CBS Sports NFL writer Douglas Clawson might lean towards the latter, considering he published a June 1 article that detailed why the Jets offensive line “could be Aaron Rodgers’ kryptonite” in 2023. “What happens when Rodgers goes from one of the NFL’s best offensive lines to one of the worst?” The subheading questioned.
We’ll get to some of Clawson’s argument in a minute, but first, it’s important to remember a couple of things while talking about O-line play.
Aaron Rodgers Can Lift a Healthier Jets Offensive Line
One is health. The Jets were stricken by injury after injury on the OL in 2022, and Rodgers managed without Green Bay Packers left tackle David Bakhtiari for a large portion of last season too — which didn’t factor into their end of year ranking.
If Alijah Vera-Tucker and Duane Brown are 100% in 2023, this is a very different offensive line. Factor in Mekhi Becton being in the best shape of his career, Max Mitchell recovering from a medical emergency and some added reinforcements like Joe Tippmann, Billy Turner and Wes Schweitzer and now you’re cooking with gas.
Another factor is the quarterback itself. Throughout his entire career, Tom Brady elevated the play of his blocking unit with his swift decision-making and pre-snap reads. Rodgers has done the same in Green Bay, and it’s no coincidence that the former Packers QB has had an offensive line “ranked in the top half of the NFL in pass blocking by PFF in 13 straight seasons,” according to Clawson.
It’s ranked high, in part, because Rodgers helps make it run smoothly and efficiently. New offensive line coach Keith Carter — formerly of the Tennessee Titans — should also raise the bar in New York.
Having said all that, Clawson does have a point when it comes to the reliability of the Jets O-line. Here were his major concerns.
NFL Writer Makes Case That Jets Offensive Line Could Derail Aaron Rodgers’ Super Bowl Run
“New York ranked third worst in Pro Football Focus’ pass block grade last season, while the Packers were third best,” Clawson began. “The Jets’ bad offensive line is not what Rodgers is accustomed to, and it isn’t a formula for a title-winning season.”
He added that the “last seven Super Bowl champions had an OL ranked in the top half of the league” in pass protection. Again, good coaches and QBs help.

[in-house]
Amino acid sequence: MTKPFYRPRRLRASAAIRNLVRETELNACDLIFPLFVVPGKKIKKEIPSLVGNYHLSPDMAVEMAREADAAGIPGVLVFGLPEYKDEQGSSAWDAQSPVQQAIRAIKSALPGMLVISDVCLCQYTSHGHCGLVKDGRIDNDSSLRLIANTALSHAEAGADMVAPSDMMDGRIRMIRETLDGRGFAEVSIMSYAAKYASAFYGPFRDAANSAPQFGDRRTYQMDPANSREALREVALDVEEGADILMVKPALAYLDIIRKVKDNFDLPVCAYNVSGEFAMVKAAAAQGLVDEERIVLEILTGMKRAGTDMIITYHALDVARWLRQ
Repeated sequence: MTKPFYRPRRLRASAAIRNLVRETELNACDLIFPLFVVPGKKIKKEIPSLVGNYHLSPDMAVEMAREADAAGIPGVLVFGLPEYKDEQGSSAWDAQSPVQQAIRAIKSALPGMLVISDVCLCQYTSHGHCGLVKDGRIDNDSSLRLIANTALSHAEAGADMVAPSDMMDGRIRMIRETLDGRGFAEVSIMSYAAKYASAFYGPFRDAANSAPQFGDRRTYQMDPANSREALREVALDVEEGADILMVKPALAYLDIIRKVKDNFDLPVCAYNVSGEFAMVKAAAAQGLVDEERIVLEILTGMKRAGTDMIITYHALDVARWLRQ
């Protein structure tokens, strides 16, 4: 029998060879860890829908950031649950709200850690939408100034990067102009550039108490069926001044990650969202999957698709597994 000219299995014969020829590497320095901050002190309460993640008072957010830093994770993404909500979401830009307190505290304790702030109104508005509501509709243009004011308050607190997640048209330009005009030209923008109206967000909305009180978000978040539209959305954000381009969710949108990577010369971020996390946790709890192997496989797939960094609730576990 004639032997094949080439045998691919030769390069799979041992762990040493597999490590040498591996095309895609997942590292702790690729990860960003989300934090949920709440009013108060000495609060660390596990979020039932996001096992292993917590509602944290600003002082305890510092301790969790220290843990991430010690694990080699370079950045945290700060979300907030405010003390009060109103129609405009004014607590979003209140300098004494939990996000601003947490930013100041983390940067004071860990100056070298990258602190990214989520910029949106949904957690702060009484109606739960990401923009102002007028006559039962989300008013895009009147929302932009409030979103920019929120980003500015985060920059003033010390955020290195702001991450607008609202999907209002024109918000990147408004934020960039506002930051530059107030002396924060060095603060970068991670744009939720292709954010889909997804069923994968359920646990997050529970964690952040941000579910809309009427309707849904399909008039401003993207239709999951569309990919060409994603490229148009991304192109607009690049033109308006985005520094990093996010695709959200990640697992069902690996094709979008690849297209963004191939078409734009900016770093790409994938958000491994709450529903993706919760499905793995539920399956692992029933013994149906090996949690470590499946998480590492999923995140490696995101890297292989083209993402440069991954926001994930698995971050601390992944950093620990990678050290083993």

“The Jets are hoping to follow the [Tampa Bay] Buccaneers’ and [Los Angeles] Rams’ blueprint, who won Super Bowls in their first seasons after acquiring Tom Brady and Matthew Stafford, respectively,” Clawson continued. “Well, the Buccaneers offensive line took a step forward after drafting Tristan Wirfs 13th overall in 2020, and the Rams had the best rated O-line in the entire league in 2021.”
That’s when he laid out his concerns:
“Jets QBs were pressured 88 more times than Rodgers last season,” he wrote. “That’s like Rodgers playing two additional games where he’s pressured on every single dropback.”
Adding: “Rodgers isn’t getting any younger or fleet of foot. He turns 40 in December, and his performance against pressure has been getting worse over the past two seasons. During that span, he is third-best in EPA per play when NOT pressured but 25th when he is pressured. That’s a Jekyll-and-Hyde act equivalent to going from Josh Allen to Mac Jones.”
Point number two, and this is an obvious one — “can they stay healthy?” Clawson noted that “Becton and Vera-Tucker have played only 2% of the team’s offensive snaps together in the past two seasons” to drive that point home.
“Bottom line, the stars need to align for the Jets to take flight,” the CBS Sports writer concluded. “They need Becton and Vera-Tucker healthy, Becton to play like he did in 2020, and contributions from two rookies [Tippmann and Carter Warren]. That’s a lot to ask. I expect the offensive line to be better, but still average at best.”
It remains to be seen if playing in front of Rodgers, rather than an inexperienced signal-caller like Zach Wilson or Mike White, will have any impact on the cohesiveness of the group.